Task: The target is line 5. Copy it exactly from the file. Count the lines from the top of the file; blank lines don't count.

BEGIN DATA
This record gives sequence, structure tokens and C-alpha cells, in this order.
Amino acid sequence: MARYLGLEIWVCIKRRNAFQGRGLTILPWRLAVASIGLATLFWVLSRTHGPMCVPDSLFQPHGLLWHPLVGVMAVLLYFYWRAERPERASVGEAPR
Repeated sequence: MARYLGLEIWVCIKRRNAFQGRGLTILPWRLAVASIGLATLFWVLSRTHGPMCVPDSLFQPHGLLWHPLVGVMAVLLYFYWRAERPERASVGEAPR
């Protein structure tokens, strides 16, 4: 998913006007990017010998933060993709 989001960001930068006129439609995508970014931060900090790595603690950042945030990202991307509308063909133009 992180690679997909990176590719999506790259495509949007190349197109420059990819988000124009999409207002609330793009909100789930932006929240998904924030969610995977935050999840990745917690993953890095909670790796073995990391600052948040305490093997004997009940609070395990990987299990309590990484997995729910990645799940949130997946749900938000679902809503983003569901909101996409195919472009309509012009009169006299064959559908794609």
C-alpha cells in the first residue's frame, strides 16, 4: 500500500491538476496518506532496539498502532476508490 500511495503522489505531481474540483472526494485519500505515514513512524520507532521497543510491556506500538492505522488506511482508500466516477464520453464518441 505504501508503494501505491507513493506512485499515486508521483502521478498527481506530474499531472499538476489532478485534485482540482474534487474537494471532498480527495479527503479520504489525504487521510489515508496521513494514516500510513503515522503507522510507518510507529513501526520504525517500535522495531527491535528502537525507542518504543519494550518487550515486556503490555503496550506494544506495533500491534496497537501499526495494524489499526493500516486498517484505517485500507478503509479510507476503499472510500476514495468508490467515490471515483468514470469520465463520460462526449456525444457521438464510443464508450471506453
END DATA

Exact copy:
C-alpha cells in the first residue's frame, strides 16, 4: 500500500491538476496518506532496539498502532476508490 500511495503522489505531481474540483472526494485519500505515514513512524520507532521497543510491556506500538492505522488506511482508500466516477464520453464518441 505504501508503494501505491507513493506512485499515486508521483502521478498527481506530474499531472499538476489532478485534485482540482474534487474537494471532498480527495479527503479520504489525504487521510489515508496521513494514516500510513503515522503507522510507518510507529513501526520504525517500535522495531527491535528502537525507542518504543519494550518487550515486556503490555503496550506494544506495533500491534496497537501499526495494524489499526493500516486498517484505517485500507478503509479510507476503499472510500476514495468508490467515490471515483468514470469520465463520460462526449456525444457521438464510443464508450471506453